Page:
Our October issue celebrates the joy of bringing art into your home, and here we share interview extracts with three of our favourite artists, who use different media but share a passion for storytelling through their work.
Fairy tales spring to life in Su Blackwell’s delicate sculptures made from vintage books
Words by Andreina Cordani
A dark forest, a lost girl, tangled trees and twisted castle towers… Su Blackwell’s sculptures take the otherworldly landscape of fairy tales and makes them three-dimensional – adding an extra level of magic to our well-loved stories. Anyone who spent their childhood lost in stories of princesses, fairies and enchanted swans will respond to her whimsical but sometimes dark and unnerving pieces.
Tell us about your first book sculpture.
When I was in Thailand I’d bought a second-hand copy of Graham Greene’s The Quiet American which had Thai inscriptions in the margins. Thai writing has this beautiful, pictorial quality and it added another dimension to the book. Later on a friend told me about a Chinese legend, in which the spirits of a pair of doomed lovers come flying out of their graves in the shape of butterflies. I had an idea to combine the two and started cutting moths out of each page one by one, going right through the book. I then used fishing line to make it look as though the moths were flying out of the book. It’s still my favourite piece; I have a real connection with it.
So the fairy tale and book combination was there right from the beginning?
I didn’t work with books for about another year. But then I relocated up to the Scottish borders and there was an opportunity to enter a local exhibition – the theme was Alice in Wonderland. I went to pick up a copy from my local second-hand bookshop in Carlisle which was a lovely place – six storeys high and full of nooks and crannies where you can hide away and read. One floor was filled with children’s books and I discovered all these old books I’d read as a child and forgotten as an adult, although they must have still been there in my psyche. I picked up an Alice with John Tenniel’s illustrations and re-read it.
What was it like, rediscovering the story as an adult?
Actually, a bit of a disappointment! As a child I never questioned it – I just went with Alice on her adventures – but as a 26-year-old it felt nonsensical, and she’s not very well treated, is she? But it was interesting in a different way: there are these levels you’re not aware of when you’re a child. I cut out an image of Alice and, taking Tenniel’s images as inspiration, I created a scene of the Mad Hatter’s tea party around her, but without any of the other characters present, so she’s alone, bewildered within the surroundings of the book.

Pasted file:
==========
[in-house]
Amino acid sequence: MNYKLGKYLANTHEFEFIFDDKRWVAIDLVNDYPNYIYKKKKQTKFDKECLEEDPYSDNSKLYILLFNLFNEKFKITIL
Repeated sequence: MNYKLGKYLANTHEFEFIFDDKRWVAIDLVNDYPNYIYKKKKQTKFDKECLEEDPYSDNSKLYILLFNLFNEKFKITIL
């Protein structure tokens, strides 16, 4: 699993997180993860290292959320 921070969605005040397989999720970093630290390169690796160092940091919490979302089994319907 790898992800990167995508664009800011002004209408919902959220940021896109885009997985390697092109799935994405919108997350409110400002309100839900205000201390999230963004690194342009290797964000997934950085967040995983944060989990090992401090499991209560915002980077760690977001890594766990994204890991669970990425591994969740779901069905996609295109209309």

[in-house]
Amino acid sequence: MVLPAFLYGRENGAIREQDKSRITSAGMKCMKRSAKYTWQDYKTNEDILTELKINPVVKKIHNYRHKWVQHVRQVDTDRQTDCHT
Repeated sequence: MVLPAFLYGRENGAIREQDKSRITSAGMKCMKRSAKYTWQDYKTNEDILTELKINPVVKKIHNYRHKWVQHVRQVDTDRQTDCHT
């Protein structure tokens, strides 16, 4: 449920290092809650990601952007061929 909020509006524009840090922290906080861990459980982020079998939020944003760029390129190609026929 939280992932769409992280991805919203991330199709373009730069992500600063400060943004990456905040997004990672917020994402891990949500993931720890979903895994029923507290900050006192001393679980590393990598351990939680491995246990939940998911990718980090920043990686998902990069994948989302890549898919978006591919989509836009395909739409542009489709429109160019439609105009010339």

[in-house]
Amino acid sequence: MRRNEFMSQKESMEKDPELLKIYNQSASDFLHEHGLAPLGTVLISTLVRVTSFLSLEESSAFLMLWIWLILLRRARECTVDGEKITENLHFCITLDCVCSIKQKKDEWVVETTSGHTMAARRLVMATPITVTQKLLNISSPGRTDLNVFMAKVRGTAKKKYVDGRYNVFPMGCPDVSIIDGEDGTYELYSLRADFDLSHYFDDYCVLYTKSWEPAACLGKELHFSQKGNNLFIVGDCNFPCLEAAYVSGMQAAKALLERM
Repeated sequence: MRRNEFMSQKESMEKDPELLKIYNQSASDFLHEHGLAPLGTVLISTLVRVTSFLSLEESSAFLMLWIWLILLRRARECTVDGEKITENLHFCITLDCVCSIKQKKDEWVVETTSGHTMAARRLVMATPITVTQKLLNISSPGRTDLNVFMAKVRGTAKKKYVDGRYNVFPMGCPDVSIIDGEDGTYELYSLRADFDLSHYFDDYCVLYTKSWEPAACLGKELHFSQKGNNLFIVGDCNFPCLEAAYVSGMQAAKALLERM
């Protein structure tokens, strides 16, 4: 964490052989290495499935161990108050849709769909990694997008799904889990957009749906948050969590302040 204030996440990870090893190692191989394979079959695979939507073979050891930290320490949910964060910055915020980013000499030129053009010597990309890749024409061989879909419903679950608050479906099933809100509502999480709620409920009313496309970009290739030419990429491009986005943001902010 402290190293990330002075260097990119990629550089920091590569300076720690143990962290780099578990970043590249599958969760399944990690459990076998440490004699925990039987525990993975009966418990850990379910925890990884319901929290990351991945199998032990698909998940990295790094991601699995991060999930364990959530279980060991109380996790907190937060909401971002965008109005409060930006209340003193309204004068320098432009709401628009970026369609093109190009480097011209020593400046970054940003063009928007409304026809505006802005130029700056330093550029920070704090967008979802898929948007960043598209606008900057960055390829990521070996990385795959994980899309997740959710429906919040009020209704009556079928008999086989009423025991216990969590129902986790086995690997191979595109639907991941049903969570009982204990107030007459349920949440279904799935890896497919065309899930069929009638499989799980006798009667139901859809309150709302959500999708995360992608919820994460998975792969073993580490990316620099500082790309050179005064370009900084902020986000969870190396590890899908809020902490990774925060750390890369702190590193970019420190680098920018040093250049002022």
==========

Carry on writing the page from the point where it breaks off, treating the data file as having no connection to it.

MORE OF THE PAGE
After that I went back to look at other stories I’d forgotten – the Brothers Grimm, Hans Christian Andersen – and I felt a real inspiration. I made about 12 sculptures in all and had my first show in London at the Origins Art Festival in 2006. All the pieces sold! Since then it’s a journey I’ve been going on.
Is it more powerful somehow to use second-hand books rather than new ones?
Yes, definitely. With older books you can get more of a sense of history across. Old paper is thicker, more fibrous and textured, and it gives you more stability when you’re making things from it. It’s also quite dog-eared, stained and wellthumbed which adds another level to the story. Some of the books I’ve worked with have been over 100 years old and passed down through the generations. The idea of children growing up with them adds meaning.
Michelle Holmes takes mismatched swatches of found fabric to create characters and worlds that you long to escape into.
Words by Andreina Cordani, images © Steve Bond Images
Some people tell their stories with words or pictures, but Michelle Holmes weaves hers with thread. She invites you to peek through the door of a cosy, old- fashioned haberdashery, gaze past city chimney pots at a fantastical moon or take tea with Betty, the elegant ladylike figure who often pops up in her machine- embroidered sketches. Working in a rural studio on the Leicestershire/Derbyshire border, she is inspired by the natural and human world alike, creating work to lose yourself in. And it’s all done with odds and ends of vintage fabrics.
Where does your inspiration come from?
I’ve always stitched. My grandma stitched and my mum used to make clothes for me – she’d do things like turn my old nighties into party dresses by adding things to them, which I was really embarrassed about at the time! But I only got into machine embroidery in my final year studying textiles at Loughborough University, as a way of telling stories. That’s when I started collecting vintage fabric, which was considered quite old-fashioned back then.